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An Introduction to Class Tracking in Quickbooks

Class tracking is a feature in Quickbooks Desktop that allows you to segment account balances for tracking purposes. While not required, many businesses — as well as accountants — use it. With class tracking, you can create “classes” for your accounts that are independently tracked. You can then view the transactions and balances associated with those classes rather than the whole accounts with which they are associated. For a better understanding of class tracking and how it works, keep reading.

The Basics of Class Tracking

In Quickbooks, class tracking is used to segment account balances for tracking purposes. In other words, you set up classes to track specific segments of one or more accounts. A common example is a retail store with multiple locations. Instead of using a single account, you can segment the account into multiple classes. Class tracking allows you to create a class for each location. Quickbooks will then compile the data for each account, allowing you to see the revenues generated by each location. This is just one of many ways to use class tracking in Quickbooks. You can use it to track any account segment.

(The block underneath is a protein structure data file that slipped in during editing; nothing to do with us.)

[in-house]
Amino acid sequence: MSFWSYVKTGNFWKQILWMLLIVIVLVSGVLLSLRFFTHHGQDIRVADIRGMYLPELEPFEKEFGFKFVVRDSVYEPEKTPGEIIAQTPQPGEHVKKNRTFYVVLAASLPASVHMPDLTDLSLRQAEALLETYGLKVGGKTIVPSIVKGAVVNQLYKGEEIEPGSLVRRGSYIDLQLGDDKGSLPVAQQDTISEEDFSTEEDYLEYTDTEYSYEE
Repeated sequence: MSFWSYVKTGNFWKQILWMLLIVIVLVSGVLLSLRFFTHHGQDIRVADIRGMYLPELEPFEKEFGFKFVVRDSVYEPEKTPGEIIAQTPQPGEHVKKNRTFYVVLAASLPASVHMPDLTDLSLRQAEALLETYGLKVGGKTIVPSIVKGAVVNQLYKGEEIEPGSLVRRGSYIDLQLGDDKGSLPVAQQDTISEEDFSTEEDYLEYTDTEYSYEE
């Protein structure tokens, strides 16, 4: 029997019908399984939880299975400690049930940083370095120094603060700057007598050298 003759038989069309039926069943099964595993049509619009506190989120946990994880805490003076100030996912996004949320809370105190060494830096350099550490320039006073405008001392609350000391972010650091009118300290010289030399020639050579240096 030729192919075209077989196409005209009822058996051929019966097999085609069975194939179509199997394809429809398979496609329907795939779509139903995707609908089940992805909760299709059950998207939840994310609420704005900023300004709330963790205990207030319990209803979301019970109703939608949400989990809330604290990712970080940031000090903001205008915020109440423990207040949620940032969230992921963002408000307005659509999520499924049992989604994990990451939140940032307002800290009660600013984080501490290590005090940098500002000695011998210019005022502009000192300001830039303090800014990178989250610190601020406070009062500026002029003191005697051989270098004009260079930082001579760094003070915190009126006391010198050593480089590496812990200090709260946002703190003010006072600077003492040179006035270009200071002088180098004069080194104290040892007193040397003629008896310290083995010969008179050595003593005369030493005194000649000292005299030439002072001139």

How to Set Up Class Tracking

To get started with class tracking, open your Quickbooks company file and choose “Preferences” under the “Edit” menu. Next, select “Accounting,” followed by “Company Preferences.” You should then see a box labeled “Use class tracking for transactions.” Click this box to place a checkmark in it. When finished, click the “OK” button.

With class tracking enabled, you can now set up classes for your accounts. This is done by clicking the “Lists” menu and selecting “Class List.” Next, click the “Class” drop-down menu and choose “New.” Quickbooks will then prompt you to enter a name for the class. Since it’s used for tracking purposes, you should give it a relevant name that’s easy to remember. After entering a name, click the “OK” button.

Assigning Classes: What You Should Know

Assuming you’ve followed these steps, you should now be able to assign the newly created class. Quickbooks supports the use of classes for many different types of transactions. You can assign them to invoices, estimates, bills, purchase orders, sales orders, sales receipts, paychecks, credit card charges and more. Once assigned, you can run reports for the various classes to view and compare their respective balances.